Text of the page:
71. Make a portable set of quilting supplies.
72. Take a friend out for brunch and mimosas on the waterfront.
73. Take 5 quilting classes.
74. Make a bed-sized quilt using paper-piecing technique.
75. Make a quilt using English paper-piecing (EPP) techniques.
76. Buy a bolt of batting.
77. Make a quilt using only solid fabrics.
78. Hand quilt a quilt top.
79. Visit a greasy-spoon diner in a city/state I’ve never been to.
80. Curate a list of my favorite pie recipes.
81. Buy a new pair of cowboy boots.
82. Fix my black-and-white Old Gringos that need some TLC.
83. Grow peonies in my garden.
84. Build a trellis for my clematis.
85. Install security screen my basement door.
86. Restock my go-bag and emergency supplies.
87. Make and feed a sourdough starter.
88. Update my will.
89. Establish a power of attorney and durable power of attorney.
90. Organize my important medical and financial papers.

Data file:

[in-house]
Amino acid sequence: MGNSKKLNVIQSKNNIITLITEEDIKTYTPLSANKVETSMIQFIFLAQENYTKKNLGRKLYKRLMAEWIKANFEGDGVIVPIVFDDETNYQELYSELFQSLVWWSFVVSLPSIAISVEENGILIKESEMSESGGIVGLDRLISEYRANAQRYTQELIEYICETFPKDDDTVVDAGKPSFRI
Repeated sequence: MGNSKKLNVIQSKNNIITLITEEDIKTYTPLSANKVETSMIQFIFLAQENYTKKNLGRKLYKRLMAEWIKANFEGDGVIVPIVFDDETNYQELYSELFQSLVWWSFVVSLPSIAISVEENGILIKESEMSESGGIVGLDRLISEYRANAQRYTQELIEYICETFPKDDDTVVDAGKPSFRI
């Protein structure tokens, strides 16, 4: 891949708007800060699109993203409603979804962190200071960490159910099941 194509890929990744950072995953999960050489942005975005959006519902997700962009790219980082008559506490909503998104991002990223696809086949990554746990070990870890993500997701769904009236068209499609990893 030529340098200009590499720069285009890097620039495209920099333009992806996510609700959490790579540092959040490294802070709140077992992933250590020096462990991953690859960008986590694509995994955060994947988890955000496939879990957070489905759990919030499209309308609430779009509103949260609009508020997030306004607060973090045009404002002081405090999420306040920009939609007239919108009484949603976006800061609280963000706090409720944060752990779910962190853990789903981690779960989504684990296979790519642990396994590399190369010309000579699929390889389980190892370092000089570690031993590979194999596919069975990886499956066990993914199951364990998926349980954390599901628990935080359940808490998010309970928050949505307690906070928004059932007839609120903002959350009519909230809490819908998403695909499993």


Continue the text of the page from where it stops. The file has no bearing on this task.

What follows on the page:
91. Take 1-hour lunches and get away from my desk for that hour.
92. Implement a “no-more-than-three” rule for my bedside table. No more than 3 books at any given time.
93. Buy three new board games to play with my kids.
94. Bake my own fair scones (with butter and raspberry jam) at home.
95. Develop naming conventions to organize my digital files.
96. Increase my retirement savings from 10% to 11%.
97. Create a quilt pattern for a collaborative bundle for sale.
98. Conduct and post 12 maker/creator/blogger interviews for my series: Behind the Seams.
99. Pick 10 tasks to do every day to help maintain some semblance of control in my homekeeping.
100. Donate $10 for every item on my list I didn’t complete by the end date.
101. Make a new list of 101 items for the next 1001 days.
Have you ever tackled a big list of goals or participated in a challenge like 101 in 1001? I’d love to hear about it.